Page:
WKU Professor Stu Foster talks about his summer in the broadcast booth
The next time you listen to a baseball game on the radio, notice how many times the weather is referenced.
"The weather is certainly one part of trying to convey to the listener the scene of what's happening and the setting for the game and what might turn out to be an important component that affects the way the game turns out,” said Stu Foster, WKU professor, Kentucky state climatologist and part-time color commentator for the Bowling Green Hot Rods.
"Whether it's a clear, deep blue sky that might be a problem for outfielders, whether there's a strong breeze blowing in or out,” said Foster. “We had a game recently where there was a heavy dew that came on the field as the game went on that could've come on to affect the game."
Foster said a few conversations last winter led to the opportunity to sit in on a dozen games as color commentator for the Midwest League affiliate of the Tampa Bay Rays. He says his weather expertise wasn’t the only part of his “day job” that helped ease his transition into the broadcast booth.
He says in both broadcasting and being a professor, the goal is the same: communicate a message with a large audience.
Bowling Green has seen its second fatal shooting within a week. A man died following a robbery Monday night at Green Haven Apartments on Rock Creek Drive.
Bowling Green Police say 20-year-old Larry Thomas was airlifted to a Nashville hospital where he died. Officer Ronnie Ward says the victim may have been a WKU student.
"Right now I don't know. We're doing a little research into that to figure out if he was a Western student," says Ward. "I understand there was some rumor he may be taking classes, but we're not certain if it was for Western or another school."
Police do not have a suspect or even a description of the shooter at this time.
The Legislative Ethics Commission wants to prohibit campaign contributions from employers of lobbyists and political action committees to lawmakers or legislative candidates when the General Assembly is in session.
The panel is asking lawmakers to approve that change when they convene in January.
The proposal would broaden an existing law that prohibits lobbyists from contributing to legislative campaigns.
If passed, more than 650 companies employing lobbyists would no longer be able to contribute to lawmakers or legislative candidates during sessions, nor would more than 140 state-registered PACs.
Here's a traffic advisory for those traveling to/from the Henderson region:
The Kentucky Transportation Cabinet plans to restrict traffic to one lane along the Audubon Parkway in Henderson County starting Tuesday, September 3.
The Henderson County Highway Maintenance Crew will be continuing shoulder and median work along the Audubon between the 0 and 8 mile marker. This work is expected to continue through Friday, September 6th., weather permitting.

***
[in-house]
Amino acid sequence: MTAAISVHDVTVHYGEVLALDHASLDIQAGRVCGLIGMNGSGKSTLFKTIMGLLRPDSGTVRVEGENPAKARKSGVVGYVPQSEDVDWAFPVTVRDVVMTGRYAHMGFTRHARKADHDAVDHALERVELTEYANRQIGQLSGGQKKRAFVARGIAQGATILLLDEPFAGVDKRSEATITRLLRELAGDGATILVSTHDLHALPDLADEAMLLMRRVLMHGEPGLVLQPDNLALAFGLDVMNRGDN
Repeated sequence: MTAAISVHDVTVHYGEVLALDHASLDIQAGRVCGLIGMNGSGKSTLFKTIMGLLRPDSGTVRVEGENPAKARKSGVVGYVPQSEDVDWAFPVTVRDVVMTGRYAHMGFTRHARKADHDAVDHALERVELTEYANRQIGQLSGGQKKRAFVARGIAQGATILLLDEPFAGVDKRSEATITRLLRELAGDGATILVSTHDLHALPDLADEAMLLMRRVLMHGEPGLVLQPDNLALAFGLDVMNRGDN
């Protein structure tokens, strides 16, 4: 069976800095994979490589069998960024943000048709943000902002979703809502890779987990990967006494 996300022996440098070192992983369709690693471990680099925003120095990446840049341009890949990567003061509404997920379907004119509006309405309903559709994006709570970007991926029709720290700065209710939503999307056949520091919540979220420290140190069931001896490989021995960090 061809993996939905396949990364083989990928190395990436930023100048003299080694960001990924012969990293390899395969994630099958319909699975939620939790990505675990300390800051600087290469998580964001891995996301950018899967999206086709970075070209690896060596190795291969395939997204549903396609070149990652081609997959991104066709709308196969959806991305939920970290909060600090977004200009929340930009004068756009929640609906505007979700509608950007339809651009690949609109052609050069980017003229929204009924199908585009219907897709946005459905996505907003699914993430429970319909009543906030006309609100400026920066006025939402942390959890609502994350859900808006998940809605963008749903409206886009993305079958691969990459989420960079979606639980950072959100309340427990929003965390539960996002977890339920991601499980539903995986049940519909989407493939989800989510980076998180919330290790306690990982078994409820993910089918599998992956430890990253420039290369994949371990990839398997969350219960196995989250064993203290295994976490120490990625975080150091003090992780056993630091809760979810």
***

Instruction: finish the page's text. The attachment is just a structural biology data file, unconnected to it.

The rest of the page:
Law enforcement groups across the commonwealth are urging residents to do away with their unused and expired prescription medications.
Kentucky now has nearly 150 permanent prescription drug disposal locations throughout the state, housed at police and sheriff's departments. The program is aimed at getting old prescription drugs out of medicine cabinets, where they can be stolen or discovered by children.
Keshawn Simpson ran for a pair of 3-yard touchdowns and Antonio Andrews added his own 3-yard score as Western Kentucky beat Kentucky 35-26 Saturday night making coach Bobby Petrino a winner in his debut.
The Hilltoppers also beat their in-state rival for a second straight year, though they didn't need overtime like they did last year in this win over the Southeastern Conference program. They outgained Kentucky 487-419 in total offense and held the ball for 35 minutes.
The loss ruined Kentucky coach Mark Stoops' debut. Coordinator Neal Brown's Air Raid offense struggled against a Western Kentucky defense returning seven starters from a bowl team that went 7-6 last season in the Sun Belt Conference.
Brandon Doughty was 27 of 34 for 271 yards and a TD, numbers that would have been better except for at least four drops including a would-be touchdown.
A Tennessee woman is suing the U.S. Army for $30 million, saying military authorities did not alert her to an investigation into allegations that a Fort Campbell soldier raped her daughter and videotaped the act.
The soldier, Joshua Cline, has been convicted on state rape charges and federal child pornography charges involving the girl, who was 6 when the abuse was discovered in 2008.
The woman told The Tennessean that the rape and its aftermath has been devastating.
The Army has declined to comment on the lawsuit, which was filed in federal court earlier this month in Nashville.
The lawsuit says Army officials were investigating Cline but didn't notify the mother of the potential danger, and that the girl was then abused by Cline a second time.